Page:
The 6.3-inch Super AMOLED panel featured on the Galaxy Note 8 is the best such mobile offering to date, according to a set of laboratory measurements taken and interpreted by DisplayMate Technologies, a display calibration and consulting firm from New Hampshire. Many advantages that the Infinity Display module of Samsung’s latest Android flagship has over its competitors also apply to the Galaxy S8 and Galaxy S8 Plus which DisplayMate analyzed earlier this year, though the newly launched phablet also boasts additional improvements over its smaller siblings.
The QHD+ (2,960 x 1,440) resolution amounts to 521 pixels per inch on a 6.3-inch screen with an 18.5:9 aspect ratio, with the panel found on the Galaxy Note 8 taking advantage of Sub-Pixel Rendering and Diamond Pixels which work in conjunction to generate an unprecedented level of image sharpness, DisplayMate said after several weeks of testing Samsung’s latest flagship offering. One of the Galaxy Note 8’s significant improvements in display tech over the Galaxy S8 lineup pertains to display brightness, with the new smartphone having a peak of over 1,200 nits, 200 nits more than Samsung’s other two 2017 flagships. The device also ships with four user-selectable color modes; the Basic one corresponds to the standard sRGB color gamut, while Adaptive Display, AMOLED Cinema, and AMOLED Photo provide users with a variety of options in regards to the content they want to accurately display, though the default mode should do justice to the vast majority of contemporary media, DisplayMate’s experts believe.
The native color gamut of the phablet’s screen amounts to 112 percent of the DCI-P3 space, allowing the Galaxy Note 8 to display colors in a more accurate manner in high ambient light, whereas its panel itself is also viewable from relatively steep angles, experiencing only a 29 percent reduction in brightness at 30 degrees and having minimal color shifts under the same circumstances, thus being vastly superior to LCD panels which lose around 55 percent of brightness on average in the same scenario. Samsung also managed to improve on the Power Saving Mode of the Galaxy Note 8 compared to its previous high-end lineup, the research suggests, while coming to a similar conclusion in regards to the handset’s Performance Mode.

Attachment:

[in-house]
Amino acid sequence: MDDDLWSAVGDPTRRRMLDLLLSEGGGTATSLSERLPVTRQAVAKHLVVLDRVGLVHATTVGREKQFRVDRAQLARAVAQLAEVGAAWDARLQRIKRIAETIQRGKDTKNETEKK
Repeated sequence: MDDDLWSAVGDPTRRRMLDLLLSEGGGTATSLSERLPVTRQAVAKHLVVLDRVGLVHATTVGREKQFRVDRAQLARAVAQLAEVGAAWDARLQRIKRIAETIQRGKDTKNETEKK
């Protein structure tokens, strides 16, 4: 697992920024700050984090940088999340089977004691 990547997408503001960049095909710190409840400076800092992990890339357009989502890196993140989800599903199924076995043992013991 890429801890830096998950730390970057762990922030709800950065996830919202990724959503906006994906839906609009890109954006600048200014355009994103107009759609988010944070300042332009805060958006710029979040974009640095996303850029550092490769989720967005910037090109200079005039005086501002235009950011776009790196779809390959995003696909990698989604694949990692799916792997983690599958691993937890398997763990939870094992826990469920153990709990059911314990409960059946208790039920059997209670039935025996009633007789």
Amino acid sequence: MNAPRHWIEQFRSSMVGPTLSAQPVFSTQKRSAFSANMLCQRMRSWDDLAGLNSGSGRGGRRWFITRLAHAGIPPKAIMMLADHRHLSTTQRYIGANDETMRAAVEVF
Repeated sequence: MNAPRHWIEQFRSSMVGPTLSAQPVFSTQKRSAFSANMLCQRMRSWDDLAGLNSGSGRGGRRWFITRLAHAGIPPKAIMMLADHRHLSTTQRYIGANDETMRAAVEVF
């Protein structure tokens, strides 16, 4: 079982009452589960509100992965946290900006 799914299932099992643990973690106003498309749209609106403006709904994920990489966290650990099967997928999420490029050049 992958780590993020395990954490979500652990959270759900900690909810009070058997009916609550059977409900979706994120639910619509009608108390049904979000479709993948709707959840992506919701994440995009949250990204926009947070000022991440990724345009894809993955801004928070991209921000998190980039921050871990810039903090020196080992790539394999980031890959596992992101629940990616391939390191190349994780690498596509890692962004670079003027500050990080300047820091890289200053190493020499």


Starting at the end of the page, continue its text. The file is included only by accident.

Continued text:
The Galaxy Note 8 also boasts certification from the UHD Alliance for Mobile HDR Premium which is usually given to high-end 4K UHD TVs, in addition to featuring HDR capabilities which allow it to display a wider range of colors, brightness, and contrast. The phablet’s OLED panel guarantees perfectly accurate blacks, while its video processor can even enhance standard content in order to display an image comparable to the one generated by videos which were specifically made for HDR viewing, DisplayMate said, in addition to praising the efficiency of Samsung’s new Night Mode and its blue light filter, as well as the latest iteration of Corning’s curved Gorilla Glass 5 which protects the screen from scratches and a degree of other types of mechanical damage. The Galaxy Note 8 is currently available for pre-orders in most parts of the world and is scheduled to be released in the United States, Canada, Europe, Australia, and numerous other markets on September 15.